Ghouls, Ghosts and Graveyards


Add a little spooky history to your Halloween fun by taking your kids to see the three oldest burial grounds in Boston, all located along Boston’s Freedom Trail. You’ll find plenty of skeletons, caskets and death’s heads carved on the gravestones of some of history’s most prominent characters – and you might even encounter a spirit or two.

 

Meet the Grim Reaper

 

Dating from 1630, King’s Chapel Burying Ground is the oldest cemetery in Boston. More than 1,000 people were buried here, although only 600 gravestones still exist. Look for one of the most popular mortuary icons, the death’s head with wings, carved on top of Samuel Hood’s marker (died 1733). There’s a good example of a skull and crossbones on Sarah Todd’s gravestone (died 1777). And don’t miss the elaborate memorial for Joseph Tapping, who died at age 23 in 1678; it features an hourglass, a death’s head, the Grim Reaper and a skeleton. King’s Chapel Burying Ground, near 58 Tremont St., by School Street in Boston.

 

Revolutionary Endings

 

Since 1660, more than 5,000 people have been buried at Granary Burying Ground, though less than half the graves are marked. That’s partly because early Boston residents carted off headstones for their own building projects, including the one marking John Hancock’s grave. Today, there’s an obelisk for this famous signer of the Declaration of Independence, near the side of the Park Street Church. Other revolutionaries, such as Samuel Adams and Paul Revere, are also buried here.

 

On the path to the right of the Hancock obelisk, you’ll find another much visited stone. Mary Goose, wife of Isaac, died in 1690 at age 42 after having 10 children. Although Mary’s headstone is frequently photographed, the name “Mother Goose” usually refers to Isaac’s second wife, Elizabeth Foster (1665-1758), who had six children. Both women deserve the moniker, even though the term mere l’oye (mother goose) was used in France before both their births. Granary Burying Ground, Tremont Street, between School and Park streets, Boston.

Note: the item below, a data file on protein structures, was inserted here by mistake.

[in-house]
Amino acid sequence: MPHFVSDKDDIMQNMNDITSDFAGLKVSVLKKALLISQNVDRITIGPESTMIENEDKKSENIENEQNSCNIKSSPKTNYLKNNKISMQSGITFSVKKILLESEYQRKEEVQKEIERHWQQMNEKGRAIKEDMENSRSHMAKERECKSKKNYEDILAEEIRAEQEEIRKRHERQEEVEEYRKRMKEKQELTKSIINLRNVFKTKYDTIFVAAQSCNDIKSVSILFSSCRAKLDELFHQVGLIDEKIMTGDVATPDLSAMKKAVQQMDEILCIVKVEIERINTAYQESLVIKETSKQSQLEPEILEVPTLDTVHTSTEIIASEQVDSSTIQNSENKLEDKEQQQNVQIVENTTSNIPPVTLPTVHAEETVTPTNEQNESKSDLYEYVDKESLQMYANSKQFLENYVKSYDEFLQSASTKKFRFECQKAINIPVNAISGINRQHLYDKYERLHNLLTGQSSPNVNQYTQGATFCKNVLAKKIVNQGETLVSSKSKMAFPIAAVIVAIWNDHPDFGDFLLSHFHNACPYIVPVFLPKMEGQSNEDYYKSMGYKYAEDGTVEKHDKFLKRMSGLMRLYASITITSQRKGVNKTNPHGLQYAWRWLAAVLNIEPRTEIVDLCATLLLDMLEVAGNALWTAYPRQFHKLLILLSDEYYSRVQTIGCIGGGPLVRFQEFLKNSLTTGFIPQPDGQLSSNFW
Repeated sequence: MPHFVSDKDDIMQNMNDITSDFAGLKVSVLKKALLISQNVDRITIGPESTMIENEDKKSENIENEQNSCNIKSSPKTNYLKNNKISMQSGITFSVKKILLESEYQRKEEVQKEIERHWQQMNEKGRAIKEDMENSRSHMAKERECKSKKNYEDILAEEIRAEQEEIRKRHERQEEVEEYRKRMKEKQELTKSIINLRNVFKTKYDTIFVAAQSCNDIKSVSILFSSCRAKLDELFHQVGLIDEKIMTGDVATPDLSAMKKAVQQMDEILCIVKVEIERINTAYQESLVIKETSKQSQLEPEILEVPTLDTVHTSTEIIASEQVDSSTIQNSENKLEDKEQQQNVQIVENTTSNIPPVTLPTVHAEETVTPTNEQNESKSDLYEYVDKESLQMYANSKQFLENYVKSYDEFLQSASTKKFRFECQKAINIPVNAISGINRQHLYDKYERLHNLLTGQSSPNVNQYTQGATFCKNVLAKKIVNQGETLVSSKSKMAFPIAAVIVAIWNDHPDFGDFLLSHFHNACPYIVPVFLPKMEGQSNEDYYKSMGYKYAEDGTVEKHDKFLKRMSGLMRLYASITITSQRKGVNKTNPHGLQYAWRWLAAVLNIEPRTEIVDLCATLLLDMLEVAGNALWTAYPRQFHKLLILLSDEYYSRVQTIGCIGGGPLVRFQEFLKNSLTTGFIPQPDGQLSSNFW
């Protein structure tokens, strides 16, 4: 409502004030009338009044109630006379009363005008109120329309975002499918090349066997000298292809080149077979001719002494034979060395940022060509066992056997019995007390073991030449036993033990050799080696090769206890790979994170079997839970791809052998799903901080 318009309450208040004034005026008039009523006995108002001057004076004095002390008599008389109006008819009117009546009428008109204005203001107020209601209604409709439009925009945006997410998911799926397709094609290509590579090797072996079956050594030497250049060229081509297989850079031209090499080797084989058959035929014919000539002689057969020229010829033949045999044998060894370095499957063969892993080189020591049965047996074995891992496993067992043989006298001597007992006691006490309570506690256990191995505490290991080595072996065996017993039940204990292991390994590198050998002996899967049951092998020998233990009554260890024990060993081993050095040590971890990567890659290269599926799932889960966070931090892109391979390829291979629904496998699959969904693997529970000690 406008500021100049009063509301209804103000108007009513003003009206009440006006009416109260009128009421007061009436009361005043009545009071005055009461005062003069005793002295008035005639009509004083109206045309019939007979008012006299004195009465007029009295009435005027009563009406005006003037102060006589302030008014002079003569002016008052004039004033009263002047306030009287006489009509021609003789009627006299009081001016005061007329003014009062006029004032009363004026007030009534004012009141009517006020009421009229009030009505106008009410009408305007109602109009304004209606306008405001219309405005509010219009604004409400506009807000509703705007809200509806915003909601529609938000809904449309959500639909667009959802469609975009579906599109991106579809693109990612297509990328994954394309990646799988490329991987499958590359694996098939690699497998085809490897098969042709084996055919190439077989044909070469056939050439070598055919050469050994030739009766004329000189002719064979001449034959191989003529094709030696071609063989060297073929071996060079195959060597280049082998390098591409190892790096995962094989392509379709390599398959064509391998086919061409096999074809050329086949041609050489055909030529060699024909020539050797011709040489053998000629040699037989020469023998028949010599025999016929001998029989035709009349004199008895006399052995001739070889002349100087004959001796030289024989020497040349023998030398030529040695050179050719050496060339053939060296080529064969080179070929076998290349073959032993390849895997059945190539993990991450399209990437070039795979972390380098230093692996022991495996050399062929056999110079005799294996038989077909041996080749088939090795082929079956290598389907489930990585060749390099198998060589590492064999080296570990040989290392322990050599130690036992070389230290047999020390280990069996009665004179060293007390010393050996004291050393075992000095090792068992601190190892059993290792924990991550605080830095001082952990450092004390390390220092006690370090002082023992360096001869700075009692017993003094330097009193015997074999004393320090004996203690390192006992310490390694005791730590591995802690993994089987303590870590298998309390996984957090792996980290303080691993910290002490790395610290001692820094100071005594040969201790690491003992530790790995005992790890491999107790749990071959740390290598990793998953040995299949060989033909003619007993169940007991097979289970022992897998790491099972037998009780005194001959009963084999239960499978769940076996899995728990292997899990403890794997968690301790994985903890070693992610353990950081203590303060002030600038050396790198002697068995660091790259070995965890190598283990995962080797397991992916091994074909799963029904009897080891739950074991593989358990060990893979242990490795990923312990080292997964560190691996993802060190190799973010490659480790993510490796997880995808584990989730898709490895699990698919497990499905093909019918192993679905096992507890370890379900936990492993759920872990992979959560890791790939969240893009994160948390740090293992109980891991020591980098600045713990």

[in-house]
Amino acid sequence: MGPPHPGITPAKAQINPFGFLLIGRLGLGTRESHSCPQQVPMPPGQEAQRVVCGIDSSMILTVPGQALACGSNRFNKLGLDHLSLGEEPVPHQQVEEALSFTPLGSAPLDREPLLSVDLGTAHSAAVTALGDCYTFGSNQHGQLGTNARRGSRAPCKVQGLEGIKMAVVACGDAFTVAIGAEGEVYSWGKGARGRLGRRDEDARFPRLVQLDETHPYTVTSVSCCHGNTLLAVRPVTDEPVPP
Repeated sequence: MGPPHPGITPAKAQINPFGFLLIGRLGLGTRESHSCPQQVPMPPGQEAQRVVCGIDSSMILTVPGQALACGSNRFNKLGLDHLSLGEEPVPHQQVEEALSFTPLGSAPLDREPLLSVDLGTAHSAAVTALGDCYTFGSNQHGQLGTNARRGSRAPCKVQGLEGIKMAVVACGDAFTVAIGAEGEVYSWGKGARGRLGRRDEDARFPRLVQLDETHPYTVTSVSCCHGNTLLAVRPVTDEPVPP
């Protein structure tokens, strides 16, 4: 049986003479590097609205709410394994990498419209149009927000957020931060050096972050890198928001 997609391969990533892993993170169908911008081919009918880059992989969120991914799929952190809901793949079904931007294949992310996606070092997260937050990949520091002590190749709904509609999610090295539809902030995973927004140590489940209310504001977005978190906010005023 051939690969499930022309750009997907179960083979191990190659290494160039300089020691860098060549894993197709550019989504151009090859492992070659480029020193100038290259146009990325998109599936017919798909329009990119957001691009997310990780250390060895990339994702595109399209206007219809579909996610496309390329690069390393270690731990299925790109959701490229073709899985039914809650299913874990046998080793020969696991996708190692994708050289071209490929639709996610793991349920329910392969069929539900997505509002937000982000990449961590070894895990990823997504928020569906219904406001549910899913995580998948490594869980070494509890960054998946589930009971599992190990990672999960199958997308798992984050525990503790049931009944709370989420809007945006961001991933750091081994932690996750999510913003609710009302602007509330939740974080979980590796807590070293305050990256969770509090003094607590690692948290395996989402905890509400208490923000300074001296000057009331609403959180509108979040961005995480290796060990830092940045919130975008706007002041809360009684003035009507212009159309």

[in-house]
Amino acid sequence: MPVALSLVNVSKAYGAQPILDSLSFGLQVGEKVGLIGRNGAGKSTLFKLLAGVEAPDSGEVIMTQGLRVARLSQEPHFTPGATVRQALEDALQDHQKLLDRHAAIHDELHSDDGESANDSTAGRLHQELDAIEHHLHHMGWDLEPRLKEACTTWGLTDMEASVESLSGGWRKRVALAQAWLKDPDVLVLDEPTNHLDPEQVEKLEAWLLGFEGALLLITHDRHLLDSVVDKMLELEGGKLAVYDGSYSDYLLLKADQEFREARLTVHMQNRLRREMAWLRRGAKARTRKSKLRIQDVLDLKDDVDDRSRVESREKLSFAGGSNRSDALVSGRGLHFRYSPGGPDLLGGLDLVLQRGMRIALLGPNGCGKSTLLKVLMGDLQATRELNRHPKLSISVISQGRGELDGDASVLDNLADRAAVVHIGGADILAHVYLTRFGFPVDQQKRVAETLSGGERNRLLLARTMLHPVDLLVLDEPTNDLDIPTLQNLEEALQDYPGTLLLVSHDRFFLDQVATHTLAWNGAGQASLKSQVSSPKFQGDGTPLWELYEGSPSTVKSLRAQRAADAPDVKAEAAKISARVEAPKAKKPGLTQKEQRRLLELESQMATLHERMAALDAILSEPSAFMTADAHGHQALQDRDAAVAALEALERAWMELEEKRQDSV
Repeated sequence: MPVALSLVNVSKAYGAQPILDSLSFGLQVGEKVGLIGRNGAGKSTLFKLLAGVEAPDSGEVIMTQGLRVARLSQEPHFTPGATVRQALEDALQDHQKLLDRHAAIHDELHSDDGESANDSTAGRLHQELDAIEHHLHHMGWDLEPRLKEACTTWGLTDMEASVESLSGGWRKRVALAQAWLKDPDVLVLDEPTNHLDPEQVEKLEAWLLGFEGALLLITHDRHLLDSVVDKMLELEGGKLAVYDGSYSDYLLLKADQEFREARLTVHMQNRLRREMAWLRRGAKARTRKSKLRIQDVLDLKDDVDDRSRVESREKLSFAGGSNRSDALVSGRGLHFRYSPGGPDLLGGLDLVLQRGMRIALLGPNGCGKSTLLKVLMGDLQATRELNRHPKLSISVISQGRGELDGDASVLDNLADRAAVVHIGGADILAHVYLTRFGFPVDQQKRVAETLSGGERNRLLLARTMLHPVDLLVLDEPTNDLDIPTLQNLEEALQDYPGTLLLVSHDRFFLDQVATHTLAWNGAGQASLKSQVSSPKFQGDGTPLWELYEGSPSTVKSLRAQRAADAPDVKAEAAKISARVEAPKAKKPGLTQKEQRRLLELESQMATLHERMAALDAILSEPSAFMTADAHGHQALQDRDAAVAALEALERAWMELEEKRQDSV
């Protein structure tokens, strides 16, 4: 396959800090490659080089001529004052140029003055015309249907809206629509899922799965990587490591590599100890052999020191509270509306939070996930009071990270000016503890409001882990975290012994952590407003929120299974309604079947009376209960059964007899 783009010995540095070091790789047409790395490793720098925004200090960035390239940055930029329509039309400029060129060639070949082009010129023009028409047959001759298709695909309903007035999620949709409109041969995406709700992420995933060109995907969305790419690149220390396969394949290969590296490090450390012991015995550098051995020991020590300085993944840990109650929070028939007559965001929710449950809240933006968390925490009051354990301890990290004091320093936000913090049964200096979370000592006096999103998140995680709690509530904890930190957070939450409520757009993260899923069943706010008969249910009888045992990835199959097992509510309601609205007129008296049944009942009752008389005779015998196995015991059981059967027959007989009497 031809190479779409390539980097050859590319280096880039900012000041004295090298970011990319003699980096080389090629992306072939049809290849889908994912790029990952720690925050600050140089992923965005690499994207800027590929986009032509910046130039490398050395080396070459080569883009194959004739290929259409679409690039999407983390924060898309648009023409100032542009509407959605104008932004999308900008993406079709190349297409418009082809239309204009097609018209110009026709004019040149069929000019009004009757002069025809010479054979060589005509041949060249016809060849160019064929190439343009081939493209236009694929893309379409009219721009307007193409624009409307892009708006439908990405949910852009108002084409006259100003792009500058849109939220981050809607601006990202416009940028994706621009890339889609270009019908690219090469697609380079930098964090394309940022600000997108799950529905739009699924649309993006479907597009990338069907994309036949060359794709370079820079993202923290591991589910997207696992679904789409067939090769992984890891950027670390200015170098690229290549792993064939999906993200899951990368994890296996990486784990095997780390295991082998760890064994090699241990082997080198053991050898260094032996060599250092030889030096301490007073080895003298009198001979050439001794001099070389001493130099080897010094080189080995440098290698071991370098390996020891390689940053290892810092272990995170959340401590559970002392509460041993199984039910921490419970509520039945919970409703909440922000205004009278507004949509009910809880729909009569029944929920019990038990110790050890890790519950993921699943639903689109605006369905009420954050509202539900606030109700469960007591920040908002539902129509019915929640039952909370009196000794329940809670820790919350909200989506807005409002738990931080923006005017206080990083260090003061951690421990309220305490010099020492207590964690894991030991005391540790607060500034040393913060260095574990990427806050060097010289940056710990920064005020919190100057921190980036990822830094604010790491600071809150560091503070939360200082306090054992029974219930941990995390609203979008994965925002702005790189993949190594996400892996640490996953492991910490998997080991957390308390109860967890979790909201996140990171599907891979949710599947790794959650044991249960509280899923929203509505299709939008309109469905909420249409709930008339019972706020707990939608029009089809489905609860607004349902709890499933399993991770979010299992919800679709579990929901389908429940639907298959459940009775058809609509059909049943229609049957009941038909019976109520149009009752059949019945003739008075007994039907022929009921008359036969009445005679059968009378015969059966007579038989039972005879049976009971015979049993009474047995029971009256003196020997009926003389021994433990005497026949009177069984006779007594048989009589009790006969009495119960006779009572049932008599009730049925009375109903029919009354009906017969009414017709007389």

Ministering to Witches

 

Located in the North End, Copp’s Hill Burying Ground offers a commanding view of Boston Harbor and the U.S.S. Constitution in the Charlestown Navy shipyard. Since 1659, more than 10,000 people have been buried here, including close to 1,000 free African-Americans. Near the Charter Street gate, look for the brick vault holding three generations of Puritan ministers: Increase, Cotton and Samuel Mather. Both Increase Mather (1639-1723) and his son, Cotton Mather (1663-1728), were involved in the 17th-century hysteria over witchcraft.

 

Look for the grave of sextant Robert Newman, who hung the lanterns in the Old North Church on the night of Paul Revere’s famous ride. And don’t miss the gravestone of Daniel Malcolm, another patriot and activist who died in 1769 but managed to rile the Red Coats even after his demise. They used his marker for target practice; there’s a bull’s eye on the carved skull. Copp’s Hill Burying Ground, Snowhill Street, between Hull and Charter streets, Boston.

 

Maintained by the city of Boston, all three of the burying grounds described above are open 9 a.m. to 5 p.m. Gravestone rubbings are not allowed. For more information, visit cityofboston.gov/freedomtrail.

 

Robin Mason is a freelance writer in Bedford.

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25 Sep 2015


By Robin Mason
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